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Grand National Betting Guide
Having your first ever bet on this year's Grand National? Read our free guide below...
If you're new to racing, this basic guide to betting on the Grand National should help answer some of the questions you might have. If you're not sure exactly what type of bet you want to have on the Grand National, here are some of the basics.
Don't forget though, having a little flutter on the horses should be fun and it doesn't have to be complicated. Sometimes you're as likely to have a winner by just deciding you like the name of the horse or the colours of the jockey!
Here we explore some of the basics to help you understand betting:
What your investment will return
When placing a bet, your stake or investment is the amount of money you are willing to gamble - be it a cautious £1 or a rather more adventurous £100. If you're a winner, your winnings (also known as 'returns') are calculated according to your horse's odds. So if you back a horse, lets say Monty's Pass at 10/1 - if you place £10 on the horse at 10/1 and he wins, your winnings will be £100 and you will also get your £10 stake back, therefore your total returns will be £110.
Win Betting - Is also referred as 'on the nose', and it means that you're selecting a horse to win. This is as per the example above about Monty's Pass.
Each-way Betting - This gives you a win bet and a place bet on the same horse. As it is two bets, your stake is doubled, so a £10 each-way bet would cost you £20 to place - but you only need your horse to finish in the first four for it to be a winning bet.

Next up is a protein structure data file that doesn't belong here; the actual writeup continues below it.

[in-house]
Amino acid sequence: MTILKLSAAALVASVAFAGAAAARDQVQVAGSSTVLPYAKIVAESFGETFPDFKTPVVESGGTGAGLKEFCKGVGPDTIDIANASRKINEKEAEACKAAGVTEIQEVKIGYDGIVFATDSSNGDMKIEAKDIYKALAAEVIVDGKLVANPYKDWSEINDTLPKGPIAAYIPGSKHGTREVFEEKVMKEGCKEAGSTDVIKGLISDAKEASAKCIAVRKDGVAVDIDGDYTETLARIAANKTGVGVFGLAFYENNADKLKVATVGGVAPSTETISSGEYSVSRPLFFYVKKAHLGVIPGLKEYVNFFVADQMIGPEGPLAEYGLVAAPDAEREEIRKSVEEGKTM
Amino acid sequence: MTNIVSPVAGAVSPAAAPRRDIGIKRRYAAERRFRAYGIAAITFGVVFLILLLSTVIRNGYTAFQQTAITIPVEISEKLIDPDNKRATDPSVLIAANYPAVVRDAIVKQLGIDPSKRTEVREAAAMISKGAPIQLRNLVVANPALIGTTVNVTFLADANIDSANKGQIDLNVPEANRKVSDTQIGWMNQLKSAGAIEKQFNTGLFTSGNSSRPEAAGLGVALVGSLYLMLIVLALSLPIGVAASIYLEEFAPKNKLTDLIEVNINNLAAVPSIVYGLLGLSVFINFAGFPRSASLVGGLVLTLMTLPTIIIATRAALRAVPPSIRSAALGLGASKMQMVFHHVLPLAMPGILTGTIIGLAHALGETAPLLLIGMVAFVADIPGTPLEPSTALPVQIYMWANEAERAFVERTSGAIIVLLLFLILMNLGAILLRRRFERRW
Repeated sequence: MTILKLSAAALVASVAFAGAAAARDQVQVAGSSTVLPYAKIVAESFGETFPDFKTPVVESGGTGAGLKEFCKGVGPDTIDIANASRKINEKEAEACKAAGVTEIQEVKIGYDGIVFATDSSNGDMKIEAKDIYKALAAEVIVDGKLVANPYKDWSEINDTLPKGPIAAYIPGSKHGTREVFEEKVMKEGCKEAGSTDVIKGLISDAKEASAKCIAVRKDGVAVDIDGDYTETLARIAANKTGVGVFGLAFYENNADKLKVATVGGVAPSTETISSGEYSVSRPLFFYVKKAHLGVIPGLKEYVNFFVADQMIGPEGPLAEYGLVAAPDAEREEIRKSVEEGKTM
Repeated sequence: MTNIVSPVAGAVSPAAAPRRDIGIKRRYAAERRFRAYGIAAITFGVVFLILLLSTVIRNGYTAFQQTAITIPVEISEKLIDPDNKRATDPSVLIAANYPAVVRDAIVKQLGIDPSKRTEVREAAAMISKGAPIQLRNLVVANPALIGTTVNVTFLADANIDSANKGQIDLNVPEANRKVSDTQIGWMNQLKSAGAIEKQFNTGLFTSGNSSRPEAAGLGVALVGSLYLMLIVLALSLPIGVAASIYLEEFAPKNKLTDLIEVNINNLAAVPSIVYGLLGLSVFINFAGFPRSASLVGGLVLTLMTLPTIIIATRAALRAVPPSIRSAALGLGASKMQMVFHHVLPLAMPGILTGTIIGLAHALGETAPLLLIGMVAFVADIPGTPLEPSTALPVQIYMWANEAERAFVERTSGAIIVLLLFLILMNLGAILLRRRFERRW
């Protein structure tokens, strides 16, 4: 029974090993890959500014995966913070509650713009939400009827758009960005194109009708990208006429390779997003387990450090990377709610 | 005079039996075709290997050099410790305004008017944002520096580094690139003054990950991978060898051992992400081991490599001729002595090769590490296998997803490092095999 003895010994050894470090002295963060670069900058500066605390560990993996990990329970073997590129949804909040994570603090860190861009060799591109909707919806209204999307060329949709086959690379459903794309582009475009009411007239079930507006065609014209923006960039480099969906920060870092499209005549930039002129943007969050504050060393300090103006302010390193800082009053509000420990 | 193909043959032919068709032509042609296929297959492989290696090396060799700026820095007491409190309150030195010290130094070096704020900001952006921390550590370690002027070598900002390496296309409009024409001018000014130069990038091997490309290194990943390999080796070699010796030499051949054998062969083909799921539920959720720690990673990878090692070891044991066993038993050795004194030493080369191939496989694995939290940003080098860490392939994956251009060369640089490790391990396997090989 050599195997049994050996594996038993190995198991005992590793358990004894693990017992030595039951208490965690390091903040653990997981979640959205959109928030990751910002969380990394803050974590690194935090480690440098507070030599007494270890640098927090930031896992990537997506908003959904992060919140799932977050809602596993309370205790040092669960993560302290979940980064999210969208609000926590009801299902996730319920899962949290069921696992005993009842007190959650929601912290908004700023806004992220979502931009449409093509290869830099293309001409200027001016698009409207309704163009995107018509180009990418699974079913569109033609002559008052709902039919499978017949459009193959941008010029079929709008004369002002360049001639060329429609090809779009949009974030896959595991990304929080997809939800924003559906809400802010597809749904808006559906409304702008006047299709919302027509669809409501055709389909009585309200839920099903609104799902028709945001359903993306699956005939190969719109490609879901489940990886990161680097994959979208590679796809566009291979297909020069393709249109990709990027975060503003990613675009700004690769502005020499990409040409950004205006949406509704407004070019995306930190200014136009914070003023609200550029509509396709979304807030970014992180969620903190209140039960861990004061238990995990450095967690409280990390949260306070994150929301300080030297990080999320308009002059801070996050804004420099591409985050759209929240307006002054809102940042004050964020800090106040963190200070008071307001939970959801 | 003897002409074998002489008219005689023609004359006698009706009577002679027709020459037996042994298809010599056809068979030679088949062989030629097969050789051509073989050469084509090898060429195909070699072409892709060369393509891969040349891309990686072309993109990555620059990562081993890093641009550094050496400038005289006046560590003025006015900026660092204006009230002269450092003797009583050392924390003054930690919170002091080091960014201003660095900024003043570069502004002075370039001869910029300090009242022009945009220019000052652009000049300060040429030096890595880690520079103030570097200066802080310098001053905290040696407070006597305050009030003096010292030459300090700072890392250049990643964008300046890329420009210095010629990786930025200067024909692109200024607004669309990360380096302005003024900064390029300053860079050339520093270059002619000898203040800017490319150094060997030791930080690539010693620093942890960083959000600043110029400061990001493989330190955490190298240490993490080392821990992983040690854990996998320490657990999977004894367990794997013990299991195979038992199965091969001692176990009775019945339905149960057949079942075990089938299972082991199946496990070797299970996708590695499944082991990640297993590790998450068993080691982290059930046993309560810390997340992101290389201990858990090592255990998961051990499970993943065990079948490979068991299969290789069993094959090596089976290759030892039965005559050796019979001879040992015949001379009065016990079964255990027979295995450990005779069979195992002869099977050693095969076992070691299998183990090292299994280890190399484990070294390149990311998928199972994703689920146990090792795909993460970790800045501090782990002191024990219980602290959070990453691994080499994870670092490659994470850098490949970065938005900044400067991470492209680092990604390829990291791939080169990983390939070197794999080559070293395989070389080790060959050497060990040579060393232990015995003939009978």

If your horse wins, both parts of your bet are winners, and you would collect on both the win part and the place part of it. Typically, for a place, you will get around a quarter or a fifth of your main odds, depending on the bookmaker.
Assuming your bookmaker if offering a quarter of the odds - if you placed £10 each-way on Monty’s Pass, your investment is £20, and will return;
Win part - £110
Place part - £35
If Monty’s Pass was to finish second, third or fourth, you would just be paid out for the place part of your bet, which would be £35. As you have staked £20 in total, your total profit would be £15.
Place Betting - You are just betting on a place alone, so if you backed Monty’s Pass to place in the Grand National, you would be paid out if he finished in any of the first four places - first, second, third or fourth.
Sometimes, bookmakers may offer additional places on the Grand National, which would give you a better chance of winning - so it may pay to shop around to find the best deal.
Also remember that your winnings are tax free.
For the Grand National it is probably a good idea to place each way bets, as the odds of the horses are generally quite attractive - and in excess of 10/1.
Betting exchanges are slightly different to bookmakers, as you are betting against other punters. The odds that are offered tend to be higher, though if your bet is a winning one, you would be charged a commission on your winnings. With place-only betting, you usually find that another individual is prepared to offer higher odds than the bookmakers - so it may be worth keeping in mind if you want to place this particular bet.